Antimicrobial Resistance (AMR) occurs when bacteria, viruses, fungi and parasites change over time and no longer respond to medicines making infections harder to treat and increasing the risk of disease spread, severe illness and death. As a result of drug resistance, antibiotics and other antimicrobial medicines become ineffective and infections become increasingly difficult or impossible to treat.
The emergence and spread of drug-resistant pathogens that have acquired new resistance mechanisms, leading to antimicrobial resistance, continues to threaten our ability to treat common infections. Especially alarming is the rapid global spread of multi- and pan-resistant bacteria (also known as “superbugs”) that cause infections that are not treatable with existing antimicrobial medicines such as antibiotics.
Concerns Raised Due to Antimicrobial Resistance
- As a result of drug resistance, it has become increasingly difficult or impossible to treat some diseases.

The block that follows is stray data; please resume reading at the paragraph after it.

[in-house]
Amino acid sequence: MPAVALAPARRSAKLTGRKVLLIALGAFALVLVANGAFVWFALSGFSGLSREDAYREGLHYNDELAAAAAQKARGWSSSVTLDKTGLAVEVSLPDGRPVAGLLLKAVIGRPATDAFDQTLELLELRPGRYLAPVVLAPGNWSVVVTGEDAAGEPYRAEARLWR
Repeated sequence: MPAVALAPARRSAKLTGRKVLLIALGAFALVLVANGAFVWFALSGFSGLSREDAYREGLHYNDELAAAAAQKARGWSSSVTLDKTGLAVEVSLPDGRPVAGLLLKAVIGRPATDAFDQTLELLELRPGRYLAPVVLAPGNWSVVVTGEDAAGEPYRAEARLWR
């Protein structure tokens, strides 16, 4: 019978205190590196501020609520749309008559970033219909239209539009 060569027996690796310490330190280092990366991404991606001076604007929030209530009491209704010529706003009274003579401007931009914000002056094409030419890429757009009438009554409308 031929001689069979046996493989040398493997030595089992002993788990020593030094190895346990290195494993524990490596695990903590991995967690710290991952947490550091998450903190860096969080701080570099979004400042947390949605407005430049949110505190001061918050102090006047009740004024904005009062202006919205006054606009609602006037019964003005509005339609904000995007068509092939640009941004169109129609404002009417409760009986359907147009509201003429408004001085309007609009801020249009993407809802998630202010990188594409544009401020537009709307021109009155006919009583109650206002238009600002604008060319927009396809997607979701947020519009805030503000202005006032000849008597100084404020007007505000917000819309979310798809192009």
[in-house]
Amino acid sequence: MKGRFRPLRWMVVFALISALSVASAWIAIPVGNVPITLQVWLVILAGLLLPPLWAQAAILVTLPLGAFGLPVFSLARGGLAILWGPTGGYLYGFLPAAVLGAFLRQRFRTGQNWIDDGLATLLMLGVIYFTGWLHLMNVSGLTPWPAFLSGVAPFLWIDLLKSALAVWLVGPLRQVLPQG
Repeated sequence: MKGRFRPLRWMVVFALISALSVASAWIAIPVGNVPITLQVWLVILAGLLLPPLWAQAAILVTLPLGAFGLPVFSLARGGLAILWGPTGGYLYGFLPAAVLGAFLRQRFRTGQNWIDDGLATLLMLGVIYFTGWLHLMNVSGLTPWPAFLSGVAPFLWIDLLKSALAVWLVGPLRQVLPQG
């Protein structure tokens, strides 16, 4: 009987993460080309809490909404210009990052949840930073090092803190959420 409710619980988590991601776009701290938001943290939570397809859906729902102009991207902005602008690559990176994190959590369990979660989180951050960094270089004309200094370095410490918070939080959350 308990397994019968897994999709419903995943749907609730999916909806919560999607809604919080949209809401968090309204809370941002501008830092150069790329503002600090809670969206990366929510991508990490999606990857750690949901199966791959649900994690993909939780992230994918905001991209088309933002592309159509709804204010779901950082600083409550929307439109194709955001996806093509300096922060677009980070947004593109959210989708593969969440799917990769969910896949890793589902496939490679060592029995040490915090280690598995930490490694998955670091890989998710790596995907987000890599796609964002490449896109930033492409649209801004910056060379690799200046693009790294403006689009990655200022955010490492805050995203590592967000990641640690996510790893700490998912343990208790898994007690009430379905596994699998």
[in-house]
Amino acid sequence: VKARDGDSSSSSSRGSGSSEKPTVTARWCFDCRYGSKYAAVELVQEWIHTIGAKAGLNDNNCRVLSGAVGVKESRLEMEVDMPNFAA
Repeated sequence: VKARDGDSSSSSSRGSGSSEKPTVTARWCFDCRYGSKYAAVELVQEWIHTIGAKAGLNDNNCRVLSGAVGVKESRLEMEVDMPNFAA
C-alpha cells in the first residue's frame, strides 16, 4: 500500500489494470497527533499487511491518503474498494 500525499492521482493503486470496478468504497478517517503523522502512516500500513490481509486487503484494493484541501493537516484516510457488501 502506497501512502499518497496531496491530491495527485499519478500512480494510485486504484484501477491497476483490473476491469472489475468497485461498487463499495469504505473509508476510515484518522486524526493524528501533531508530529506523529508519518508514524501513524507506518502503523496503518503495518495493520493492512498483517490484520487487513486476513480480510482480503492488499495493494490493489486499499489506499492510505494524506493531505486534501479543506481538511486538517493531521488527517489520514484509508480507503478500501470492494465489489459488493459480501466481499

- Treating resistant microbes require alternative or higher doses of medication (expensive + toxic).
- Organ transplantation, chemotherapy & surgeries would be compromised without effective antimicrobials. Medical procedures, such as surgery have become riskier.
- Antimicrobial resistance increases the cost of health care with lengthier stays in hospitals, additional tests & use of more expensive drugs.
- It can ultimately lead to Antibiotic Apocalypse – A future without antibiotics, with bacteria becoming completely resistant to treatment & when common infections & minor injuries could once again kill.
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